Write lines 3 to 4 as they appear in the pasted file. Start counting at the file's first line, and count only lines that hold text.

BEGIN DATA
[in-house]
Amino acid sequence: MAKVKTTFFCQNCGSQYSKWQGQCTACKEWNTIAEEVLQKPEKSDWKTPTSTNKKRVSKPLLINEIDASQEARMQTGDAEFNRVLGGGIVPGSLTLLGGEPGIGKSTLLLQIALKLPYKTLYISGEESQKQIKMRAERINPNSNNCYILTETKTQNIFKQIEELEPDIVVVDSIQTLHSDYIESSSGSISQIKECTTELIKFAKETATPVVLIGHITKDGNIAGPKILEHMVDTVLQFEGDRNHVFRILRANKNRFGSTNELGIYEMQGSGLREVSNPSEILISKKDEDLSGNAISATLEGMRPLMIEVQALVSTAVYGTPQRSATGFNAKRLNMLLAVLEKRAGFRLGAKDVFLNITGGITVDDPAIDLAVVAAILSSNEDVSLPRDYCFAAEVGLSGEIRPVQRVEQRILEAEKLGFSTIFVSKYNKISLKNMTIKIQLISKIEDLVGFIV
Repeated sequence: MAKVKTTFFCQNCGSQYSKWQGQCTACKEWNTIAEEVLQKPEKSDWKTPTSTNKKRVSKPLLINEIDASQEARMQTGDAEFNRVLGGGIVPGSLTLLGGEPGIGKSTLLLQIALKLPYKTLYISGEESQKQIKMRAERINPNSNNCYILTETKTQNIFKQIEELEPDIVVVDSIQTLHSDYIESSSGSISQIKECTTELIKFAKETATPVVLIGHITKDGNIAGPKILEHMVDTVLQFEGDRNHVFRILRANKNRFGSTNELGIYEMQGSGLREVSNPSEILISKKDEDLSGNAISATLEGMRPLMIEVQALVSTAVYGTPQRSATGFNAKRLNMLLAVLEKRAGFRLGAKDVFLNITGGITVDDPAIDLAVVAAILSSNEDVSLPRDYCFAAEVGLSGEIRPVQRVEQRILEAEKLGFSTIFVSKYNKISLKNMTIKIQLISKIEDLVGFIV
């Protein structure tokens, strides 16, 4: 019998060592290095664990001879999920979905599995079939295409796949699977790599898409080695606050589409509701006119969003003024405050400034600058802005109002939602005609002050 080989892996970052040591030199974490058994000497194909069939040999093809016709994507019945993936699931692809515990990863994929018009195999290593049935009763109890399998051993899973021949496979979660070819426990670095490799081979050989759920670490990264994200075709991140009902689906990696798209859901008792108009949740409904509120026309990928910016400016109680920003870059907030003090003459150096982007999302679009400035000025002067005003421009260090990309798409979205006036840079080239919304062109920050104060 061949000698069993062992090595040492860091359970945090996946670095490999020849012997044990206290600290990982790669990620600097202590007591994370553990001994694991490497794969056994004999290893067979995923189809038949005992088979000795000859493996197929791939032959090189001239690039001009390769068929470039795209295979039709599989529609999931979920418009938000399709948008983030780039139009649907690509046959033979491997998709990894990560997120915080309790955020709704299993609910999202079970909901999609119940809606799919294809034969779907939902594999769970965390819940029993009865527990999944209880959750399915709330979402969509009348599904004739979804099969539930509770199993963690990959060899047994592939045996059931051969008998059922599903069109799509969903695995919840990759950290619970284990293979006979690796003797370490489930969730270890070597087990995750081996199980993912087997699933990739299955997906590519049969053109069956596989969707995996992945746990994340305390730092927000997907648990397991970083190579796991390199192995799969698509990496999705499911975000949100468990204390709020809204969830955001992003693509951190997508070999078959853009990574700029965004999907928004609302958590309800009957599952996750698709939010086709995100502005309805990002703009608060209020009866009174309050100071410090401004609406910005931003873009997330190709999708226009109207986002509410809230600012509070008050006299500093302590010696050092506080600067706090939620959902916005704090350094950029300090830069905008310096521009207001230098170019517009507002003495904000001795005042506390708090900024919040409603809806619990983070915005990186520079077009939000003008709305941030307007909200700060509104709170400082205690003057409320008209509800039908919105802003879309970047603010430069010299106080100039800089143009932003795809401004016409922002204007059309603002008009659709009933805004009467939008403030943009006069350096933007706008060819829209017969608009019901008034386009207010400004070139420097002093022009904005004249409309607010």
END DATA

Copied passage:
Repeated sequence: MAKVKTTFFCQNCGSQYSKWQGQCTACKEWNTIAEEVLQKPEKSDWKTPTSTNKKRVSKPLLINEIDASQEARMQTGDAEFNRVLGGGIVPGSLTLLGGEPGIGKSTLLLQIALKLPYKTLYISGEESQKQIKMRAERINPNSNNCYILTETKTQNIFKQIEELEPDIVVVDSIQTLHSDYIESSSGSISQIKECTTELIKFAKETATPVVLIGHITKDGNIAGPKILEHMVDTVLQFEGDRNHVFRILRANKNRFGSTNELGIYEMQGSGLREVSNPSEILISKKDEDLSGNAISATLEGMRPLMIEVQALVSTAVYGTPQRSATGFNAKRLNMLLAVLEKRAGFRLGAKDVFLNITGGITVDDPAIDLAVVAAILSSNEDVSLPRDYCFAAEVGLSGEIRPVQRVEQRILEAEKLGFSTIFVSKYNKISLKNMTIKIQLISKIEDLVGFIV
């Protein structure tokens, strides 16, 4: 019998060592290095664990001879999920979905599995079939295409796949699977790599898409080695606050589409509701006119969003003024405050400034600058802005109002939602005609002050 080989892996970052040591030199974490058994000497194909069939040999093809016709994507019945993936699931692809515990990863994929018009195999290593049935009763109890399998051993899973021949496979979660070819426990670095490799081979050989759920670490990264994200075709991140009902689906990696798209859901008792108009949740409904509120026309990928910016400016109680920003870059907030003090003459150096982007999302679009400035000025002067005003421009260090990309798409979205006036840079080239919304062109920050104060 061949000698069993062992090595040492860091359970945090996946670095490999020849012997044990206290600290990982790669990620600097202590007591994370553990001994694991490497794969056994004999290893067979995923189809038949005992088979000795000859493996197929791939032959090189001239690039001009390769068929470039795209295979039709599989529609999931979920418009938000399709948008983030780039139009649907690509046959033979491997998709990894990560997120915080309790955020709704299993609910999202079970909901999609119940809606799919294809034969779907939902594999769970965390819940029993009865527990999944209880959750399915709330979402969509009348599904004739979804099969539930509770199993963690990959060899047994592939045996059931051969008998059922599903069109799509969903695995919840990759950290619970284990293979006979690796003797370490489930969730270890070597087990995750081996199980993912087997699933990739299955997906590519049969053109069956596989969707995996992945746990994340305390730092927000997907648990397991970083190579796991390199192995799969698509990496999705499911975000949100468990204390709020809204969830955001992003693509951190997508070999078959853009990574700029965004999907928004609302958590309800009957599952996750698709939010086709995100502005309805990002703009608060209020009866009174309050100071410090401004609406910005931003873009997330190709999708226009109207986002509410809230600012509070008050006299500093302590010696050092506080600067706090939620959902916005704090350094950029300090830069905008310096521009207001230098170019517009507002003495904000001795005042506390708090900024919040409603809806619990983070915005990186520079077009939000003008709305941030307007909200700060509104709170400082205690003057409320008209509800039908919105802003879309970047603010430069010299106080100039800089143009932003795809401004016409922002204007059309603002008009659709009933805004009467939008403030943009006069350096933007706008060819829209017969608009019901008034386009207010400004070139420097002093022009904005004249409309607010």